I'm aware that [ən] can be reduced to [n̩] in some circumstances.
Does this possibility also apply to [ən] that comes from former [ɚn] in non-rhotic English dialects? I have had limited contact with non-rhotic English (mostly television), but I only recall hearing eastern as [ˈiːstən] rather than [ˈiːsʔn̩] 1, while words like prison are commonly heard with either [ən] or [n̩].
The only information I could find was these blog comments:
army198727: Is there anyone who consistently distinguishes /ˈsev.n/ "seven" from /ˈsev.ən/ "Severn"? Or is the transcription of the former as /ˈsevn/ in most dictionaries another example of a distinction without a distinction?
mallamb27: Yes I do, and /ˈbɪtn/ 'bitten' from /ˈbɪtən/ 'bittern', /ˈpætn/ 'patten', 'paten' from /ˈpætən/ 'pattern'. You may find this hard to believe, but I am always banging on about the upper limit of distinctive realization, and this is what makes this distinction justifiable. But only for a probably quite restricted population of consistent speakers. [...]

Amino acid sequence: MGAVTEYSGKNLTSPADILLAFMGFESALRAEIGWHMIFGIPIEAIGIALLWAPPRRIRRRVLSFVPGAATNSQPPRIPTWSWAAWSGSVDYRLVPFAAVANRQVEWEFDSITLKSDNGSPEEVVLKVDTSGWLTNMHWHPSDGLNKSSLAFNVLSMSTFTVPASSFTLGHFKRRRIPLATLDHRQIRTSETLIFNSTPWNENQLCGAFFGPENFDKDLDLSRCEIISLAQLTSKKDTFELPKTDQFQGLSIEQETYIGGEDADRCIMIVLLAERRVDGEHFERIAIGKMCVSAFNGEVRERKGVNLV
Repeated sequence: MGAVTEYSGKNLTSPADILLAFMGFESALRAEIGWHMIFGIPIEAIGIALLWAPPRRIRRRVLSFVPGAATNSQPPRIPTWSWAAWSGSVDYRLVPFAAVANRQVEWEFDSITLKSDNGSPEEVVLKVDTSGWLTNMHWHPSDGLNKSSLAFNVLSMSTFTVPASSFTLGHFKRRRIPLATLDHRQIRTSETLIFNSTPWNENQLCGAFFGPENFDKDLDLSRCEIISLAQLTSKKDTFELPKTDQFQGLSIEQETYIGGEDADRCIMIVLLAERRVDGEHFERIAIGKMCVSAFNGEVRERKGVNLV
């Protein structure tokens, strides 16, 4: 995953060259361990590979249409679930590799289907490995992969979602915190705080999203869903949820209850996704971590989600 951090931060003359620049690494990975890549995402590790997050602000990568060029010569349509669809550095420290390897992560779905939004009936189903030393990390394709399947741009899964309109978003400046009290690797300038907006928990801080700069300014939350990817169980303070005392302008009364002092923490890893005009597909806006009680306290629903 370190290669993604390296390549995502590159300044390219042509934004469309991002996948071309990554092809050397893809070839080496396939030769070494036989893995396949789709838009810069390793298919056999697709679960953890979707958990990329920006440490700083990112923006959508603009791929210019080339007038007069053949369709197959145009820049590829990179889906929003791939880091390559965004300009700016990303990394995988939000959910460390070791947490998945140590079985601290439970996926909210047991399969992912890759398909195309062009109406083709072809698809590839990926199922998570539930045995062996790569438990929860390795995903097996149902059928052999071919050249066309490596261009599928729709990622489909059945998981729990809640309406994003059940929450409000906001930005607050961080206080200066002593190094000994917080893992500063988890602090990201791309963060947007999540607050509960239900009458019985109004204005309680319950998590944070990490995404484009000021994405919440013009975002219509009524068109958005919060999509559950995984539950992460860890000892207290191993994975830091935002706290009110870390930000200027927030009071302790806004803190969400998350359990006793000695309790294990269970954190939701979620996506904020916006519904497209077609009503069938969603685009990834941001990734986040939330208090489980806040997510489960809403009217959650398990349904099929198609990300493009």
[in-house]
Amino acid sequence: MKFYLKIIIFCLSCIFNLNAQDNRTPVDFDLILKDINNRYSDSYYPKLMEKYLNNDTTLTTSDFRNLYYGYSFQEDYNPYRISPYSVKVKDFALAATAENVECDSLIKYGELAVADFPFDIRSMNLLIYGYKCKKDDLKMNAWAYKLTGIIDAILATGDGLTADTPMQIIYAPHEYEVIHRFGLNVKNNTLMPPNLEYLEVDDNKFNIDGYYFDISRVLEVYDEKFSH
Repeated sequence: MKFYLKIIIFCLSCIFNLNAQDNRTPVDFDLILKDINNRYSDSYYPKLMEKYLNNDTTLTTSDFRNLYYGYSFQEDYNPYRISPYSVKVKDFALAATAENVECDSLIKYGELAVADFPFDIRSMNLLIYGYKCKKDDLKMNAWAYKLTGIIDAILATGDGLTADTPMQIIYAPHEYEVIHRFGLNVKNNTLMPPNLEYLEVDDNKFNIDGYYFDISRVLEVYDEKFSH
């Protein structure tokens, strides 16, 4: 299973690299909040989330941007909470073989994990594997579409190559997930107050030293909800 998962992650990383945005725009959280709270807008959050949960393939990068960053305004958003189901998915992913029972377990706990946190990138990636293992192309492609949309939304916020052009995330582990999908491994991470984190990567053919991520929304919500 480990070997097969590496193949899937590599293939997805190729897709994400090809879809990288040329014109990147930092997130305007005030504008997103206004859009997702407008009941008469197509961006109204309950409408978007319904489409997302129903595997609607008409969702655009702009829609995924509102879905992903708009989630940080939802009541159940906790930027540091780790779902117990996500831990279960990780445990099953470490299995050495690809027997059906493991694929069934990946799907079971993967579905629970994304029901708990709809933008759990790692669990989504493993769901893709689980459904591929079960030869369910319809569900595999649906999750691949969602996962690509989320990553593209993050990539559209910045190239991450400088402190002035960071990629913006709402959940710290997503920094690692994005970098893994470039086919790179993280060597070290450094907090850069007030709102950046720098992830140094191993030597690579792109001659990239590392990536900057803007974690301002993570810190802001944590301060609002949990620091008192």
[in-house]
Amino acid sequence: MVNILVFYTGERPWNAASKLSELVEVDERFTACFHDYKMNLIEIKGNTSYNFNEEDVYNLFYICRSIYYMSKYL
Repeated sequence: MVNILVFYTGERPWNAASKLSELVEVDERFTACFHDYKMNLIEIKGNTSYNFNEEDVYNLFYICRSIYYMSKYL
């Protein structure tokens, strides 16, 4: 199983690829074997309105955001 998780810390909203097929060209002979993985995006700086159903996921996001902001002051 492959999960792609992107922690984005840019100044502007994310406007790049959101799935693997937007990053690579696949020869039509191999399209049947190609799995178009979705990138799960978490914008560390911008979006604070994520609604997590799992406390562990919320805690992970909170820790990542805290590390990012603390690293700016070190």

Do we need to add a new phoneme to the list of English phonemes (as shown by the minimal pairs bitten-bittern, pattern-patten, seven-Severn)? Or is it just an occasional idiosyncratic or artificial distinction?
- Maybe the former is used in non-TV registers? Maybe I haven't paid enough attention?